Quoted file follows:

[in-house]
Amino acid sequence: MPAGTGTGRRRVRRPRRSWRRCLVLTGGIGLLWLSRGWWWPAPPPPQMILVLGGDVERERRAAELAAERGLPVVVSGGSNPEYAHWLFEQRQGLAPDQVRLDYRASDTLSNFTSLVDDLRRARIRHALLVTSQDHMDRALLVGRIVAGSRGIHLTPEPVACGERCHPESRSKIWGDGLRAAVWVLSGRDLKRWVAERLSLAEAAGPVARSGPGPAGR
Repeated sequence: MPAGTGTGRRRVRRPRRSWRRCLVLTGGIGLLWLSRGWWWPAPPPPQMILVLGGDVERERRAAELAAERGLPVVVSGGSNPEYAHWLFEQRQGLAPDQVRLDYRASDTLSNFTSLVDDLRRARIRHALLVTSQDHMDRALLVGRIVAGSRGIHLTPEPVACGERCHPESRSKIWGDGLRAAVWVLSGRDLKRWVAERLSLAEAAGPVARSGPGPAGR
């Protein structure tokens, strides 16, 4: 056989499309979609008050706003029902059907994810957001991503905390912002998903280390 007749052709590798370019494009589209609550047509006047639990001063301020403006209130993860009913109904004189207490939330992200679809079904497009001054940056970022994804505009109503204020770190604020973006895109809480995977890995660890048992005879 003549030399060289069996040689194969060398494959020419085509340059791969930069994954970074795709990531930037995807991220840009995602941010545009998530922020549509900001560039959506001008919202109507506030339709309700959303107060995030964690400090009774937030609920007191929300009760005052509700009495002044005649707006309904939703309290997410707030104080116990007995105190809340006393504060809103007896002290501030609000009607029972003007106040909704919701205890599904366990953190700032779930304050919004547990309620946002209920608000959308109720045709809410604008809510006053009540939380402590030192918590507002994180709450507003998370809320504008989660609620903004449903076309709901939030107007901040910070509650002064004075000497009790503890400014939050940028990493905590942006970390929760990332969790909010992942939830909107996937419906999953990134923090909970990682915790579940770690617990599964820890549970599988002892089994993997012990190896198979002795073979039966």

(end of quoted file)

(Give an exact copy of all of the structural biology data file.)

[in-house]
Amino acid sequence: MPAGTGTGRRRVRRPRRSWRRCLVLTGGIGLLWLSRGWWWPAPPPPQMILVLGGDVERERRAAELAAERGLPVVVSGGSNPEYAHWLFEQRQGLAPDQVRLDYRASDTLSNFTSLVDDLRRARIRHALLVTSQDHMDRALLVGRIVAGSRGIHLTPEPVACGERCHPESRSKIWGDGLRAAVWVLSGRDLKRWVAERLSLAEAAGPVARSGPGPAGR
Repeated sequence: MPAGTGTGRRRVRRPRRSWRRCLVLTGGIGLLWLSRGWWWPAPPPPQMILVLGGDVERERRAAELAAERGLPVVVSGGSNPEYAHWLFEQRQGLAPDQVRLDYRASDTLSNFTSLVDDLRRARIRHALLVTSQDHMDRALLVGRIVAGSRGIHLTPEPVACGERCHPESRSKIWGDGLRAAVWVLSGRDLKRWVAERLSLAEAAGPVARSGPGPAGR
């Protein structure tokens, strides 16, 4: 056989499309979609008050706003029902059907994810957001991503905390912002998903280390 007749052709590798370019494009589209609550047509006047639990001063301020403006209130993860009913109904004189207490939330992200679809079904497009001054940056970022994804505009109503204020770190604020973006895109809480995977890995660890048992005879 003549030399060289069996040689194969060398494959020419085509340059791969930069994954970074795709990531930037995807991220840009995602941010545009998530922020549509900001560039959506001008919202109507506030339709309700959303107060995030964690400090009774937030609920007191929300009760005052509700009495002044005649707006309904939703309290997410707030104080116990007995105190809340006393504060809103007896002290501030609000009607029972003007106040909704919701205890599904366990953190700032779930304050919004547990309620946002209920608000959308109720045709809410604008809510006053009540939380402590030192918590507002994180709450507003998370809320504008989660609620903004449903076309709901939030107007901040910070509650002064004075000497009790503890400014939050940028990493905590942006970390929760990332969790909010992942939830909107996937419906999953990134923090909970990682915790579940770690617990599964820890549970599988002892089994993997012990190896198979002795073979039966």